In the movie Serenity, the preacher Shepherd Book asks the doubter Captain Reynolds:

"Why when I talk about faith, do you always assume I'm talking about God? "

I met a pair of singers recently who pulled a bait-and-switch on me, with the result that for the first time in my life, I have some sense of the positive value of faith. They started their set with songs from their youth on the usual song topics, romance and heartbreak. By the end of the set, their songs were focused on their fundamental trio: love, hope, and faith. After their show, we talked over drinks.

To me, faith had always meant believing a claim that could not be justified through observation and logic. To them, faith means believing that you can make things work, even in the proverbially darkest moments. That's not illogical; people _have_ achieved success even after dwelling at the bottom. Indeed, despair is often illogical, since it often assumes time-invariant conditions. To these singers, their religious figures serve as symbols that help them keep faith rather than literal statements of the nature of the world. Their faith helps them trudge on when their goals _feel_ impossible, which is not the same as being literally, physically impossible. And improbable ain't the same as impossible. They said things that I would have written off as hogwash if I had heard them out of context, but in the context of the conversation I could translate into concepts that I accept. As a trivial example, one of them talked about feeling a person's "energy". What he meant, in my terminology, was the act of interpretting subtle non-verbal information such as body language, summarizing into a general perception of the person's emotional profile, and noting his own subtle emotional response to the profile. It didn't bother him that I would have called it something else - he didn't insist that people literally have an aura. Tomayto tomahto.

They expressed respect and curiosity for science, and they condemned stances on political issues that I believe are religiously motivated, which made it easier for me to open my ears and listen to what they were saying. I talked to them for a long time, and left feeling the high of new friendship. I bought their CD's and listened to it a lot, not because of the music but because hearing their voices re-captured that feeling. It was a rough time in my life, and I needed that pick-me-up. I listened to those CD's enough that it was almost ritualistic. It was comforting. Faith and ritual... from _me_.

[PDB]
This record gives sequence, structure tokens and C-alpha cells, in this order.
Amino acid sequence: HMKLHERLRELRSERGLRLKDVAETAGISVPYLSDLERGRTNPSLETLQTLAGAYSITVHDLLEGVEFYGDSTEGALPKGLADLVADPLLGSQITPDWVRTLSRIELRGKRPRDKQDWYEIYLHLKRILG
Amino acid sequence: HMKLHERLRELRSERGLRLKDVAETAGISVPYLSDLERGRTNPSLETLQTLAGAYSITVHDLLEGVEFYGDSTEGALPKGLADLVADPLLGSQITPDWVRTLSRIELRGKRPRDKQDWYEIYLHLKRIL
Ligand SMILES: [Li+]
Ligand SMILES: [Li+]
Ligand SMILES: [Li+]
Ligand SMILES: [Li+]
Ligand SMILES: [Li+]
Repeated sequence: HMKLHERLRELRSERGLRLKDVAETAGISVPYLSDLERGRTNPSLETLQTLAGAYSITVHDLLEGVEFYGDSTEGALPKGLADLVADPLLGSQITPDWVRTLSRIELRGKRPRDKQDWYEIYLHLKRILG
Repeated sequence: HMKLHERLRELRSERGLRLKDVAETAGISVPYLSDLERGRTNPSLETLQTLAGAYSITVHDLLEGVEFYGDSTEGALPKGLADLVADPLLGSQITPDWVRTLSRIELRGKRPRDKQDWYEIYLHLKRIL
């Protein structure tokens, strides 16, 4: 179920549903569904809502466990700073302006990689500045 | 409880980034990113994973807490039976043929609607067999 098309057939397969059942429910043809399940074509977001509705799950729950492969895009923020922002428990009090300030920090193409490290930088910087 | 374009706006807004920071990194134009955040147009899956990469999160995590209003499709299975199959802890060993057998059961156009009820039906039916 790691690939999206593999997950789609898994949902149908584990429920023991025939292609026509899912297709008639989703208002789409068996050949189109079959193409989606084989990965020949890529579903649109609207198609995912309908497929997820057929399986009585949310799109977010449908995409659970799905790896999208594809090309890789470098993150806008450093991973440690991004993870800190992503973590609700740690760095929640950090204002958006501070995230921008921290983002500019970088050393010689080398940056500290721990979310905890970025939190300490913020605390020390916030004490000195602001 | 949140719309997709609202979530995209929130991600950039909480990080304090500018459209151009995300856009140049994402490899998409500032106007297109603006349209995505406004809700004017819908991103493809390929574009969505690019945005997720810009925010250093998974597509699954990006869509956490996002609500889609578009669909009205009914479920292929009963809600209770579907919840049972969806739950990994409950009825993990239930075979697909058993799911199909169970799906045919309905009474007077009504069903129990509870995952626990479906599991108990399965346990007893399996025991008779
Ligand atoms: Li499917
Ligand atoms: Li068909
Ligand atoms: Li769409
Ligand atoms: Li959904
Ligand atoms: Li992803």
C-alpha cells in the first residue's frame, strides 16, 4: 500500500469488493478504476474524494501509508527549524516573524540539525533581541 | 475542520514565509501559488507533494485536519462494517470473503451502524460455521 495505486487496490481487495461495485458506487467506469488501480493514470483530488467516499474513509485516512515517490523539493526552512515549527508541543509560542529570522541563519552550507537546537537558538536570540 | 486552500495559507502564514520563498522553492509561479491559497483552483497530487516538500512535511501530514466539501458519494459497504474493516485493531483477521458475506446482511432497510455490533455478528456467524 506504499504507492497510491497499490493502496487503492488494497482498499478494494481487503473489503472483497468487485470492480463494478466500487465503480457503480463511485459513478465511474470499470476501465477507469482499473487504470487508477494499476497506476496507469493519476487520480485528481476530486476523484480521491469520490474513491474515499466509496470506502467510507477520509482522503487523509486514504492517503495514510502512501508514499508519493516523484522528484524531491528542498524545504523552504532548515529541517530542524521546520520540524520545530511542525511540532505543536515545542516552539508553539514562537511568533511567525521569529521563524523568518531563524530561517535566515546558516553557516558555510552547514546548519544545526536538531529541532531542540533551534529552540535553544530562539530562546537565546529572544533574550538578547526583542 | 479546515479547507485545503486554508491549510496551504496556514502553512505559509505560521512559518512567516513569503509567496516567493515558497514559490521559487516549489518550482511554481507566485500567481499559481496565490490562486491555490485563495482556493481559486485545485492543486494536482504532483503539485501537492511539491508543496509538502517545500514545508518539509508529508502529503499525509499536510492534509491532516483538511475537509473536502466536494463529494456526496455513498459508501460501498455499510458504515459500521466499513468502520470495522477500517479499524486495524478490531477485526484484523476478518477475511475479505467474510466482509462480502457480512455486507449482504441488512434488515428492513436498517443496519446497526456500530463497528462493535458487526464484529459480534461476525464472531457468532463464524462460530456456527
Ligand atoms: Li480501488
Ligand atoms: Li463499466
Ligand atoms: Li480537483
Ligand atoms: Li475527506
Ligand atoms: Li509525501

I'm still missing something, because I haven't figured out how "hope" and "faith" (as they see it) aren't redundant. But heck, what's a little redundancy among friends?

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Comment by Moonbeam on February 8, 2009 at 2:37pm
I don't think you're missing anything. Hope and faith are not the same thing. Betting against the odds and winning is not the same as believing in made-up things. Having very little evidence is different than having evidence to the contrary. And so on. Maybe a small difference in many cases, but when you're talking religion, that's all it is, and that difference is the whole problem.
Comment by Shoe on January 6, 2009 at 3:53pm
And since I see that you're an Obama supporter, I'll add that I think he created the beginings of such a cultural mechanism just by saying the word "Hope" a whole lot.

Religious folks slander science for not offering hope, which leaves me scratching my head because that's not the job of science. It's like bashing Baskin Robbins for not offering steak. I wouldn't say Obama opened a steak house, but he started serving some steaks at his burger joint. So we don't have to get our steaks from the kool-aid stand where the steaks are lousy and the "ice cream" is rat guts.
Comment by Shoe on January 6, 2009 at 3:39pm
I agree. Truth is the domain of science and reason, and religion co-opts the word "truth" for blatant lies.

I think we need a cultural mechanism that isn't based on lies, to offer people who need symbols, rituals, traditions, etc. as a replacement. Until there's an alternative, I don't expect people to release their non-sensical religions. (Not that I expect many people to jump on board an alternative either, but it would be nice if it were available.)



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